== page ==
Headphone Sessions 1/30/2012: Shure Open-Back Headphones

In case you’ve been under a rock, CES just happened.. And to personal audio fanatics like us, it’s the ‘Better-Than-Christmas Holiday-after-Christmas!’ It’s the grand time of year when all new must-have gadgets are revealed to the world and here in the land of Headphonia — the “everything headphone place” where HeadRoom is located somewhere in the deepest valleys of Montana — this time of year means NEW HEADPHONES!

2012’s first new releases include Shure’s initial step into the world of full-size open-back cans with the SRH1440 ($399) and SRH1840 ($699). HeadRoom is incredibly excited to be the first company in the USA selected to have a set of both headphones to listen to and evaluate from the comfort of our own listening stations and we don’t want to waste any time letting you know what we think. And just as expected, the long-time pro audio manufacturer par excellence does not disappoint. Right out of the box, it’s clear that some serious audio engineering has taken place inside and outside these headphones, but we only gave them about 100 hrs of burn-in before making our assessments.

SRH1440

On the point of burn-in, the SRH1440 was initially edgy sounding right out of the box and the 100 hours of play-time smoothed a bit of that sharpness. We still find the 1440 to have a presence peak in the upper mid-ranges after burn-in which lends itself to clear definition and detail in vocals and acoustic instruments, but can also seem to pull the body out of the vocals on certain recordings, leaving them somewhat thin. The soundstage is open and spacious and the musical separation is pleasantly obvious and simple. The ‘up-front’ image presentation with decent bass response, if perhaps lacking extension into the lowest sub-strata frequencies, almost resembles the sound signature of some top Grado headphones but with a smoothness in the upper frequencies and a level of wearing comfort that most Grados historically lack.

The SRH1440 ergonomics can be rather tight and the fit may even pinch at the top of the earcups for those of us with bigger heads. HeadRoom testers with smaller craniums and those who wear glasses experienced no fit issues. The headphones themselves feel a bit heavy and, at least to our eyes, the amount of black plastic in the construction doesn’t scream out “$400”. That doesn’t necessarily mean we found them to feel cheap or flimsy, they just aren’t flashy. The headband adjustment is a bit balky and was disliked by some testers because it took effort to get the fit perfect, yet it was equally liked by others because once the headphones are set correctly on your head, they won’t slide around.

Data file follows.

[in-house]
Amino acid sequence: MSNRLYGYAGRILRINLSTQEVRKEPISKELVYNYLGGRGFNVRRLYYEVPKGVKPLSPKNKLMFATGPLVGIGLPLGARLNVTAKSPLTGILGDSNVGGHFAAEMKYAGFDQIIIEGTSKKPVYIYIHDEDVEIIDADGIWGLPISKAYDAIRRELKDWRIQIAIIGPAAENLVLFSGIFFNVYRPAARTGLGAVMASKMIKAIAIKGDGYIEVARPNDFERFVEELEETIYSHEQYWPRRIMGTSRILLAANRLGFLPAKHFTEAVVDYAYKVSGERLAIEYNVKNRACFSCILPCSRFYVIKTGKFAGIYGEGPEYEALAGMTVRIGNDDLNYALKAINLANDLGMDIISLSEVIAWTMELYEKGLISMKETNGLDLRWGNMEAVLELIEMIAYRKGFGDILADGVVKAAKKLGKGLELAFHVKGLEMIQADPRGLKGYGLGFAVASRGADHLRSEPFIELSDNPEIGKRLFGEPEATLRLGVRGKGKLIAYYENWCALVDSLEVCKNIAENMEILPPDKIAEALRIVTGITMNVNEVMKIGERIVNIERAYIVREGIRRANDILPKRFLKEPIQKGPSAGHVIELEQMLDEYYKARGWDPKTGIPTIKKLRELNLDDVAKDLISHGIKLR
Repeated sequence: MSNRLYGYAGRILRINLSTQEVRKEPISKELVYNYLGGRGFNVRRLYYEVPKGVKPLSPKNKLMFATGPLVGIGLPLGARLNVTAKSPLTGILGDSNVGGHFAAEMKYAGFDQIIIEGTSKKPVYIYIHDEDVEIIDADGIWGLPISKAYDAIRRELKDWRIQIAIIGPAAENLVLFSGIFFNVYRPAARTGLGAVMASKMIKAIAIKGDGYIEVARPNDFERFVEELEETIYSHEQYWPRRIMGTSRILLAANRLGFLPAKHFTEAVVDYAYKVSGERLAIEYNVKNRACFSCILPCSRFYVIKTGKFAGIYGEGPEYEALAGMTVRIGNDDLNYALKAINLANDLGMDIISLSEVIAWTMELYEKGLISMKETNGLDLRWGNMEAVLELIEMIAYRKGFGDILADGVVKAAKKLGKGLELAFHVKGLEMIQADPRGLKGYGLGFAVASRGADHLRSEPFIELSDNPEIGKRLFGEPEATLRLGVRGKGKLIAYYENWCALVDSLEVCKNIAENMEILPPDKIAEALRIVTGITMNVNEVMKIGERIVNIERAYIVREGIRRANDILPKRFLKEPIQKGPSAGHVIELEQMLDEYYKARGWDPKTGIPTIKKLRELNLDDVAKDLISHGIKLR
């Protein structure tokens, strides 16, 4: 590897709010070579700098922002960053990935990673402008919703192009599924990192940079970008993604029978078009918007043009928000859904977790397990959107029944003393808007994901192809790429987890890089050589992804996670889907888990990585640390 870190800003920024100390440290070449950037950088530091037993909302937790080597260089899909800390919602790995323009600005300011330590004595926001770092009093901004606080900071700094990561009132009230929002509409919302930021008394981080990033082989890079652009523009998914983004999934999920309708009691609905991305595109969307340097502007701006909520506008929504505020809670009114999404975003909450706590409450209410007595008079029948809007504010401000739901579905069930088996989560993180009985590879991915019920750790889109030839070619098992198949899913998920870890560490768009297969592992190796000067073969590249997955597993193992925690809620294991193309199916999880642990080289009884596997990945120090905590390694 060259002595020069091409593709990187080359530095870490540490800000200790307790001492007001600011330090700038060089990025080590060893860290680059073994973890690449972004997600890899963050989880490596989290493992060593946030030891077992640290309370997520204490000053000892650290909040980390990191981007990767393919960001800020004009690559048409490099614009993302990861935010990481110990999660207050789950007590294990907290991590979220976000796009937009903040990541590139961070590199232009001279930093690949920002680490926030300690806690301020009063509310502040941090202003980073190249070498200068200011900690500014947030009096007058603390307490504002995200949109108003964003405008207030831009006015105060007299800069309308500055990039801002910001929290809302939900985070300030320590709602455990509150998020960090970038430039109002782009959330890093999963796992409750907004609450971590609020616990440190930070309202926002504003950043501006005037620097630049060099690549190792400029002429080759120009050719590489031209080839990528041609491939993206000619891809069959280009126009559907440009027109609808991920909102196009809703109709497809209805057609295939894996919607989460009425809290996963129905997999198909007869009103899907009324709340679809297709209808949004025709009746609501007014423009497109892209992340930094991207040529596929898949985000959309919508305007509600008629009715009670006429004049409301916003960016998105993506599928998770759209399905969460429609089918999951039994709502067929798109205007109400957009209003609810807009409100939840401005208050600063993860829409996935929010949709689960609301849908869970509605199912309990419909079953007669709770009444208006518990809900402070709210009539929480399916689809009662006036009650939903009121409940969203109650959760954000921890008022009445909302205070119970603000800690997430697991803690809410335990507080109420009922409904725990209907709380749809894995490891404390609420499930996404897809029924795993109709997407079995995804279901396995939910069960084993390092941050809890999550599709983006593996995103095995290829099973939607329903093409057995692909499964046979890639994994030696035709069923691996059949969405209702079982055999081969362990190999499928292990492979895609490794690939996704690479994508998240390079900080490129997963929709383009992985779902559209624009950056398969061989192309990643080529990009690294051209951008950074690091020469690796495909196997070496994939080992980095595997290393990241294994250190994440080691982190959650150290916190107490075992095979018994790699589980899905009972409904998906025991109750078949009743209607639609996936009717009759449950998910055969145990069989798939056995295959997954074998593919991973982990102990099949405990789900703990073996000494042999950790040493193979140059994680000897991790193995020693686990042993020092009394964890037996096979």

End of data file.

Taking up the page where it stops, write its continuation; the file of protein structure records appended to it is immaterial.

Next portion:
Taken on its own terms, the SRH1440 is a strong audio performer. But when placed against some other headphones at its price point, the 1440 value becomes slightly undermined. For example, when put side by side versus the AKG K701, the 1440 sounds somewhat flat and un-dynamic, lacking mid-range warmth or heft. Next to the (sealed-back) Denon AH-D2000, the 1440 sounds much clearer and better detailed but lacking in some bass authority.

Ultimately, we feel the SRH1440 is a touch overpriced and would gain a significantly higher value rating if the price was just lower. The performance and sound quality is definitely there, it’s just a tad expensive compared to a few other similar-performing cans.

Shure SRH1440

Shure SRH1440

SRH1840

Here is another very clean, analytical and neutral headphone with excellent tonal accuracy seating you at the front table of your favorite jazz club while your musical heroes perform right in front of your ears. Highs are crisply detailed, yet smooth with natural, silky timbre in the mids and the bass is taut and full with a slightly distant engagement from the ‘up-front’ mids/highs presence. The soundstage is spacious and the imaging is impeccable. Again, we are reminded of the higher end Grados, and again, the Shure comfort and fit is easily superior.